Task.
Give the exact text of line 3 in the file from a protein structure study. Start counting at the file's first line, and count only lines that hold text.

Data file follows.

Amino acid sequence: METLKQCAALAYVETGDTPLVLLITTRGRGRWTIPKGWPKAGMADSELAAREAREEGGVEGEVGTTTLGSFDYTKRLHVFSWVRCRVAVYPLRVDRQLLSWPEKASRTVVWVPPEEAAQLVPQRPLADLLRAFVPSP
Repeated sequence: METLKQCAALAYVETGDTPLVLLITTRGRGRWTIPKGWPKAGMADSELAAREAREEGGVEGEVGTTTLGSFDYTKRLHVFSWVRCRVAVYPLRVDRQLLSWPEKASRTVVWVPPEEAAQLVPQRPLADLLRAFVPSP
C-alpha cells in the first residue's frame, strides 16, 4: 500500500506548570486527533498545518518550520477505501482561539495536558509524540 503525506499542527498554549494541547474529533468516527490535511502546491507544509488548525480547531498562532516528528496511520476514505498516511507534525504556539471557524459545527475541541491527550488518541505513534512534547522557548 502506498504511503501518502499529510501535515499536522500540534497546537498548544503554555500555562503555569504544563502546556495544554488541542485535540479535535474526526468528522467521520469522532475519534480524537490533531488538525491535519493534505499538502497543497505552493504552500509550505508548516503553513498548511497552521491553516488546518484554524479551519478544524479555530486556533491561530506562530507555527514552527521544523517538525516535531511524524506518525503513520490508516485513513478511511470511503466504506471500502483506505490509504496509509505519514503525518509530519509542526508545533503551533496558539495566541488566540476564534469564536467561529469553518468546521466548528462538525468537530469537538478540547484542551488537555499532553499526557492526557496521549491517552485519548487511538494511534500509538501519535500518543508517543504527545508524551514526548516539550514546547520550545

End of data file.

C-alpha cells in the first residue's frame, strides 16, 4: 500500500506548570486527533498545518518550520477505501482561539495536558509524540 503525506499542527498554549494541547474529533468516527490535511502546491507544509488548525480547531498562532516528528496511520476514505498516511507534525504556539471557524459545527475541541491527550488518541505513534512534547522557548 502506498504511503501518502499529510501535515499536522500540534497546537498548544503554555500555562503555569504544563502546556495544554488541542485535540479535535474526526468528522467521520469522532475519534480524537490533531488538525491535519493534505499538502497543497505552493504552500509550505508548516503553513498548511497552521491553516488546518484554524479551519478544524479555530486556533491561530506562530507555527514552527521544523517538525516535531511524524506518525503513520490508516485513513478511511470511503466504506471500502483506505490509504496509509505519514503525518509530519509542526508545533503551533496558539495566541488566540476564534469564536467561529469553518468546521466548528462538525468537530469537538478540547484542551488537555499532553499526557492526557496521549491517552485519548487511538494511534500509538501519535500518543508517543504527545508524551514526548516539550514546547520550545